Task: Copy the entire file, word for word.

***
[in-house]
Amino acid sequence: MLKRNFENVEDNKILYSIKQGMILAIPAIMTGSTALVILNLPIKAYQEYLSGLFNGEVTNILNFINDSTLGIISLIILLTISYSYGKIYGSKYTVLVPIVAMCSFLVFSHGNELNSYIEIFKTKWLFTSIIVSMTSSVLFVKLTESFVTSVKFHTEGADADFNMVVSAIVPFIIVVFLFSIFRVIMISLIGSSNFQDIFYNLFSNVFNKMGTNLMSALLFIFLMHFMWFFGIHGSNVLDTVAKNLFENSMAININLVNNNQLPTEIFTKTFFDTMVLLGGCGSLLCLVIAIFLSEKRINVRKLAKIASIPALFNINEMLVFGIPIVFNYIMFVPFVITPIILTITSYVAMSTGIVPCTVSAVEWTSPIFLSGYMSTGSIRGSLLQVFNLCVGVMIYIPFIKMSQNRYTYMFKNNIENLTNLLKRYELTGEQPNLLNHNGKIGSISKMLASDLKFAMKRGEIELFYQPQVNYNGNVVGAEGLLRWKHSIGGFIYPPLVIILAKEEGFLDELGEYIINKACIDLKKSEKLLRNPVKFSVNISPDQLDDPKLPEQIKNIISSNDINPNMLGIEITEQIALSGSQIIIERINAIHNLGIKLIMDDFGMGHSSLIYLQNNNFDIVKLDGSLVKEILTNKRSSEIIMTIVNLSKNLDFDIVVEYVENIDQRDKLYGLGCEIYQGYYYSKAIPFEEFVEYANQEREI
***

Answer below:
[in-house]
Amino acid sequence: MLKRNFENVEDNKILYSIKQGMILAIPAIMTGSTALVILNLPIKAYQEYLSGLFNGEVTNILNFINDSTLGIISLIILLTISYSYGKIYGSKYTVLVPIVAMCSFLVFSHGNELNSYIEIFKTKWLFTSIIVSMTSSVLFVKLTESFVTSVKFHTEGADADFNMVVSAIVPFIIVVFLFSIFRVIMISLIGSSNFQDIFYNLFSNVFNKMGTNLMSALLFIFLMHFMWFFGIHGSNVLDTVAKNLFENSMAININLVNNNQLPTEIFTKTFFDTMVLLGGCGSLLCLVIAIFLSEKRINVRKLAKIASIPALFNINEMLVFGIPIVFNYIMFVPFVITPIILTITSYVAMSTGIVPCTVSAVEWTSPIFLSGYMSTGSIRGSLLQVFNLCVGVMIYIPFIKMSQNRYTYMFKNNIENLTNLLKRYELTGEQPNLLNHNGKIGSISKMLASDLKFAMKRGEIELFYQPQVNYNGNVVGAEGLLRWKHSIGGFIYPPLVIILAKEEGFLDELGEYIINKACIDLKKSEKLLRNPVKFSVNISPDQLDDPKLPEQIKNIISSNDINPNMLGIEITEQIALSGSQIIIERINAIHNLGIKLIMDDFGMGHSSLIYLQNNNFDIVKLDGSLVKEILTNKRSSEIIMTIVNLSKNLDFDIVVEYVENIDQRDKLYGLGCEIYQGYYYSKAIPFEEFVEYANQEREI